I moved on the anticipation that they would be delightful, and so they were. Mr WayofCats was initially in the camp named Are-You-Out-Ofyereverloving-Mind? But while coerced initially, he became a willing convert, within days.
He understood now. These were Magic Kittens.
But what I didn’t anticipate was how this move did not cause, but did accelerate, the regrettable and the inevitable. Which was the emergency re-homing of our other feral rescue, Mithrandir.
Looking back through my photo archives, I can see how the shy kitten transformed over six years. He slowly thawed into enjoying people. He quickly became eager to cuddle with our other cats. He evolved into utterly recovered-feral. To the point that he transformed into an Only Cat.
I did not see that one coming.
But I never argue with any cat’s true destiny. Now I can see how our other cats gradually dropped out of his photos as he journeyed to a long-coming maturity. Big cats take much longer, so he didn’t get off the train until the age of six. When he communicated his new status by turning into a bully of his former friends.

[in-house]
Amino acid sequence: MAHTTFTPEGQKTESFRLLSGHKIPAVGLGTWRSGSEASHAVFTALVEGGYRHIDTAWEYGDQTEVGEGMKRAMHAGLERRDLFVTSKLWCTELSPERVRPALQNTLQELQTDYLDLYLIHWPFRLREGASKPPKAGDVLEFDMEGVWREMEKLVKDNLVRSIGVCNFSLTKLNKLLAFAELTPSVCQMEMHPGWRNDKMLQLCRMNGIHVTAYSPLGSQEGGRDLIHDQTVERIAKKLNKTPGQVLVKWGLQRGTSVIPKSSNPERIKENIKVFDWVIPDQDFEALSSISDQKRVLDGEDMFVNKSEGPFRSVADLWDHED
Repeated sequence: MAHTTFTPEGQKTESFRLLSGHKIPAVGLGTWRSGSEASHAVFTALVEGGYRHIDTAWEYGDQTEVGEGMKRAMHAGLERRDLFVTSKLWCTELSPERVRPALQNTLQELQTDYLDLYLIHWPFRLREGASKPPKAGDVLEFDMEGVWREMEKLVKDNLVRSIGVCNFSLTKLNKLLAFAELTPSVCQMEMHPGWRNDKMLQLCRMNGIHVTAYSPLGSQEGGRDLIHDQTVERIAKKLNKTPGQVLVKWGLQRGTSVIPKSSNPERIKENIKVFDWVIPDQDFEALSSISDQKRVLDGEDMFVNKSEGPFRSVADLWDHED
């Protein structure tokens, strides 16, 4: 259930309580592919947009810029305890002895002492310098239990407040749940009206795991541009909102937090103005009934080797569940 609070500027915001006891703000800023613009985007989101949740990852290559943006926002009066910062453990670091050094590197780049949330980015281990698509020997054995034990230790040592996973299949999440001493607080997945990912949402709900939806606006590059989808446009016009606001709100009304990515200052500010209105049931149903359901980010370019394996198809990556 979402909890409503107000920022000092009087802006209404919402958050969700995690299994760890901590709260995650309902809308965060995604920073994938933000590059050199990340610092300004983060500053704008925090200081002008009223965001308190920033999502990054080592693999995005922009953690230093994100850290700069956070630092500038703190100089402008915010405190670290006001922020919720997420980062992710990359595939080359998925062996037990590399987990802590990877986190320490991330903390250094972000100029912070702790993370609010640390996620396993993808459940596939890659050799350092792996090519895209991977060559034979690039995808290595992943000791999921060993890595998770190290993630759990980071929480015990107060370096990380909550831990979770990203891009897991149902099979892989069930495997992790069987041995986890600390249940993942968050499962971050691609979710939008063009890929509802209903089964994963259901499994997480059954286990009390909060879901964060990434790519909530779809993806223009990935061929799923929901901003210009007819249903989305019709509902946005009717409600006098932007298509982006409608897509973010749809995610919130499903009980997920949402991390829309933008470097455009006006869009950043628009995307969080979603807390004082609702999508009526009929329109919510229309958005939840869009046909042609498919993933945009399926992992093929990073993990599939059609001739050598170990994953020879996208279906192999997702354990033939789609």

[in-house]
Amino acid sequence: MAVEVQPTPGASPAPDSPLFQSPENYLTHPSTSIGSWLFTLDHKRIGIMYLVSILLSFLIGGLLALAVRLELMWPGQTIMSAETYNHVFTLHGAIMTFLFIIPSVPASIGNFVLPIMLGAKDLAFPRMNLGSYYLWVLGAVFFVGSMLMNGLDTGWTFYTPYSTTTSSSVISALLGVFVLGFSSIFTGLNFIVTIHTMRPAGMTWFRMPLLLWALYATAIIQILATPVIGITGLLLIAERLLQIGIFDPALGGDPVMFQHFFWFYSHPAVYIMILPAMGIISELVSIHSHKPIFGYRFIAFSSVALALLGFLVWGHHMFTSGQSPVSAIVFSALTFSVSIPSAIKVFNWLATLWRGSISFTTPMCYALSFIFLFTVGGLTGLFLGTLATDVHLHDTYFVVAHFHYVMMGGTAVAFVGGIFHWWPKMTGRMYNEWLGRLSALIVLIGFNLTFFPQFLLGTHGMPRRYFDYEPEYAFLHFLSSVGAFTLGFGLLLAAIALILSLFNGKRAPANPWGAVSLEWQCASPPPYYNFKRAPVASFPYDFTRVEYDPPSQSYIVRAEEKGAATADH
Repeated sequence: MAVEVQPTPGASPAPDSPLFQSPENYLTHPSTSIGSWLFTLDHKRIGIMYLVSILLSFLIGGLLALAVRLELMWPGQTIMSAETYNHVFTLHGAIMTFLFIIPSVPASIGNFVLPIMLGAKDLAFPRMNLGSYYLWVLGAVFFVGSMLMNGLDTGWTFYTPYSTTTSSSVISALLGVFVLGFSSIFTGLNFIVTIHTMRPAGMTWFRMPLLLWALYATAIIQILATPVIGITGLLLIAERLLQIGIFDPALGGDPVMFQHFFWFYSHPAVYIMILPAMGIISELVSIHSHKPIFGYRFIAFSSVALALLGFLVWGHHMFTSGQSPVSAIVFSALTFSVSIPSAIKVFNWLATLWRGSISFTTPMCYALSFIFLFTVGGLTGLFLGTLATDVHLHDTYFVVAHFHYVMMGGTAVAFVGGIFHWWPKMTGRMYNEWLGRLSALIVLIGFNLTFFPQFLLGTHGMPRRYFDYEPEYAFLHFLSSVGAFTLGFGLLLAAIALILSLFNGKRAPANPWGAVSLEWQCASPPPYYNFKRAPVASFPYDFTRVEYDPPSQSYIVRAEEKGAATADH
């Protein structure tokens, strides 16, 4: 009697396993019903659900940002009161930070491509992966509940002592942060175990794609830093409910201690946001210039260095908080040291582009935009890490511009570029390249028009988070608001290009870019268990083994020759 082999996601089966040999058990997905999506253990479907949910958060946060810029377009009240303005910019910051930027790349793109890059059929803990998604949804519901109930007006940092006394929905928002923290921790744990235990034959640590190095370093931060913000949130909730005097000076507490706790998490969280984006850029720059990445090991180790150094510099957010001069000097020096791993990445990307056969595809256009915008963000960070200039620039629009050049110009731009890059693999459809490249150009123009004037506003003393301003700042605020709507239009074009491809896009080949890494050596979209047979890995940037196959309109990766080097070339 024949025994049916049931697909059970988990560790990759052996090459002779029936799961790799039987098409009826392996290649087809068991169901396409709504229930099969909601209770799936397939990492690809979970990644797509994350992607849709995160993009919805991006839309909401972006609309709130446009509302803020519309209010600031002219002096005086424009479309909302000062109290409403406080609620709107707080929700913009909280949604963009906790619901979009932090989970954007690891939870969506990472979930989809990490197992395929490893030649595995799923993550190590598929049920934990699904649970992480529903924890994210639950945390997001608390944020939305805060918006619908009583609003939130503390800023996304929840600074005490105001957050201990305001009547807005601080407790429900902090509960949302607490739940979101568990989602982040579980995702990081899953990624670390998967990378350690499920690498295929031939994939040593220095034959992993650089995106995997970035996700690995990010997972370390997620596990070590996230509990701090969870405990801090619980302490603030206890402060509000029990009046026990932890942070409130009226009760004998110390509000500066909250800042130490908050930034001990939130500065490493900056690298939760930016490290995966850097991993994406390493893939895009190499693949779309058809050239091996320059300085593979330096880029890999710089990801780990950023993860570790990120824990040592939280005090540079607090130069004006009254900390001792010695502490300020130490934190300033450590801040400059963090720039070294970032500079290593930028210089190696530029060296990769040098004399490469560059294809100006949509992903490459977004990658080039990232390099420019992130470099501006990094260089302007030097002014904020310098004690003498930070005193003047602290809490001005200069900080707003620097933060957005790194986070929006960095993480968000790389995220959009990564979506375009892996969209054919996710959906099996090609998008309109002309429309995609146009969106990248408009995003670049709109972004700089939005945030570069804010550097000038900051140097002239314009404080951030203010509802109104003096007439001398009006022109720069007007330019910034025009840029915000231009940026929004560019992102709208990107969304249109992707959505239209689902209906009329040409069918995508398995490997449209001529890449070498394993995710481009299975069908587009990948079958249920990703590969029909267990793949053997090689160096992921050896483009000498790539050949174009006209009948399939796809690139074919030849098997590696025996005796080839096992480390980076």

I thought he was just slow to adjust, due to his abundant Persian heritage, as seen in his mutant-sheep coat which required regular lion cuts. Once we realized how he was mean to the other cats when our back was turned, I was so shocked I got him an emergency vet visit. Working under the assumption that he had developed a neurological disorder.
Our long-time vet’s diagnosis made it all clear. “I think you should rehome him as an Only Cat.” Which we sadly did. I brought him up to date on everything medical that would make him utterly adoptable. Then I let the vet choose an emergency foster home.
Suddenly, a six-year relationship turned into an extraordinarily long fostering. Which, after all, did not fail. Someone is going to treasure the heck out of him. As we did.
The worst part is how we had to suddenly part ways. The good news is how we are all healing from the stress of Mithy’s constant sadness. Everyone is now happily settled in Kitten Country. Except for our tortie, Olwyn. But she is coming along, recovering her appetite, and rebuilding.